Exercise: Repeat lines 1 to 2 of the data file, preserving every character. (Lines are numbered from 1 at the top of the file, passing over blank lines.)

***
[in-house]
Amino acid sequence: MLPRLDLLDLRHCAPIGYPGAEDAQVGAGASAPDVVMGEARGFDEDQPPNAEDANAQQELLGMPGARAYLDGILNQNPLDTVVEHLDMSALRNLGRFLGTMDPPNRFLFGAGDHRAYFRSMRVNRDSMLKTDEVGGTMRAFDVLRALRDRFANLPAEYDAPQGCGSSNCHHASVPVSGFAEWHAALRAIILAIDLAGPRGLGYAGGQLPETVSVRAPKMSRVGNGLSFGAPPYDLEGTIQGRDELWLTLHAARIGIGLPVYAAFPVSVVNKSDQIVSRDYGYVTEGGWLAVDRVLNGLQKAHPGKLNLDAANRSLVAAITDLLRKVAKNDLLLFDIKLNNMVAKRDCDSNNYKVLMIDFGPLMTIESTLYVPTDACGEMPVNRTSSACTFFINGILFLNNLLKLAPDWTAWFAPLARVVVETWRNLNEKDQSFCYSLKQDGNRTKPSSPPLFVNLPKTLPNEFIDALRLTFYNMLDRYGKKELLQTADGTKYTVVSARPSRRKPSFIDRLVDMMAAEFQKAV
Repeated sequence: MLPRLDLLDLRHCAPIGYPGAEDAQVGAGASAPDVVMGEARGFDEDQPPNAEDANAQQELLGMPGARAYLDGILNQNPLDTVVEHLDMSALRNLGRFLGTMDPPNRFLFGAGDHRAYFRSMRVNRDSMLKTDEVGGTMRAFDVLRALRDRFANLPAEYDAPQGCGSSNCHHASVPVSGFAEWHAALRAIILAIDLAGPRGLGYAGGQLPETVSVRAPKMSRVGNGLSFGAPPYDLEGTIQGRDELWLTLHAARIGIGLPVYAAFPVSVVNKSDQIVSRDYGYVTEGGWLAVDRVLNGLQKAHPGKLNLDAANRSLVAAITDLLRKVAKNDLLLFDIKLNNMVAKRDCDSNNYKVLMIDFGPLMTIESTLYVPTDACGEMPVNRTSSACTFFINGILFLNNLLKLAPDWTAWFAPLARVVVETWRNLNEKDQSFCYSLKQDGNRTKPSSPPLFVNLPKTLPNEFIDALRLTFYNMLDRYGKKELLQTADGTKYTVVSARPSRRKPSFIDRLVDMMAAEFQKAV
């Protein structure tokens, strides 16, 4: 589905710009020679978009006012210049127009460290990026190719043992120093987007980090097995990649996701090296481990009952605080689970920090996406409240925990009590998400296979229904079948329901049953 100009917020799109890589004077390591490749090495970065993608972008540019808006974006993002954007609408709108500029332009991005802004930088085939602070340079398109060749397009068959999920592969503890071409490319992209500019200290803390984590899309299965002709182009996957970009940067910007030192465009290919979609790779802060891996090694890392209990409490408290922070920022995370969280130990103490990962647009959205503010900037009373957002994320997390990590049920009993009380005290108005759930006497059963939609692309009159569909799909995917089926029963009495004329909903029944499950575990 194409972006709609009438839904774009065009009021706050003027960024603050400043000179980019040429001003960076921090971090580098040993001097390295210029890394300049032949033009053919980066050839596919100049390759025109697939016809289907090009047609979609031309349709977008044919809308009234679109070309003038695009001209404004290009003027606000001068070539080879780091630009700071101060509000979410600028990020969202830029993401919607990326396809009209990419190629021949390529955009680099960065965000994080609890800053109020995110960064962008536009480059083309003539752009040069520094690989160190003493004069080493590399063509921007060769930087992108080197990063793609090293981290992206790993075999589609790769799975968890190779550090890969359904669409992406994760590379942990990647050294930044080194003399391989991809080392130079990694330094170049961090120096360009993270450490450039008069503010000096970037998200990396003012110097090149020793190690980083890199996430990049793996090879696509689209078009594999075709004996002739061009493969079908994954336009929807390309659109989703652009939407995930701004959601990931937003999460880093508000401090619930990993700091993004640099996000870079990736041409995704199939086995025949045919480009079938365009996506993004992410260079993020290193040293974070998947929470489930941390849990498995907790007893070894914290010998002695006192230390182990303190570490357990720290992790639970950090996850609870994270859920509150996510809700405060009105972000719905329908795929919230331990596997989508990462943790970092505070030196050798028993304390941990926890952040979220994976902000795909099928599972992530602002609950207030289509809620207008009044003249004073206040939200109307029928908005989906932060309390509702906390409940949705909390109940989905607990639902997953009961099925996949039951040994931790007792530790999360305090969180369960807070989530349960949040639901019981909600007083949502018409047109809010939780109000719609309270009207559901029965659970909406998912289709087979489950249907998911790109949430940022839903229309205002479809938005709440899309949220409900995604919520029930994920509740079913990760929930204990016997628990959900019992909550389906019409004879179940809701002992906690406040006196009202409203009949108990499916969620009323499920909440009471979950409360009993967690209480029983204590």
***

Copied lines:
[in-house]
Amino acid sequence: MLPRLDLLDLRHCAPIGYPGAEDAQVGAGASAPDVVMGEARGFDEDQPPNAEDANAQQELLGMPGARAYLDGILNQNPLDTVVEHLDMSALRNLGRFLGTMDPPNRFLFGAGDHRAYFRSMRVNRDSMLKTDEVGGTMRAFDVLRALRDRFANLPAEYDAPQGCGSSNCHHASVPVSGFAEWHAALRAIILAIDLAGPRGLGYAGGQLPETVSVRAPKMSRVGNGLSFGAPPYDLEGTIQGRDELWLTLHAARIGIGLPVYAAFPVSVVNKSDQIVSRDYGYVTEGGWLAVDRVLNGLQKAHPGKLNLDAANRSLVAAITDLLRKVAKNDLLLFDIKLNNMVAKRDCDSNNYKVLMIDFGPLMTIESTLYVPTDACGEMPVNRTSSACTFFINGILFLNNLLKLAPDWTAWFAPLARVVVETWRNLNEKDQSFCYSLKQDGNRTKPSSPPLFVNLPKTLPNEFIDALRLTFYNMLDRYGKKELLQTADGTKYTVVSARPSRRKPSFIDRLVDMMAAEFQKAV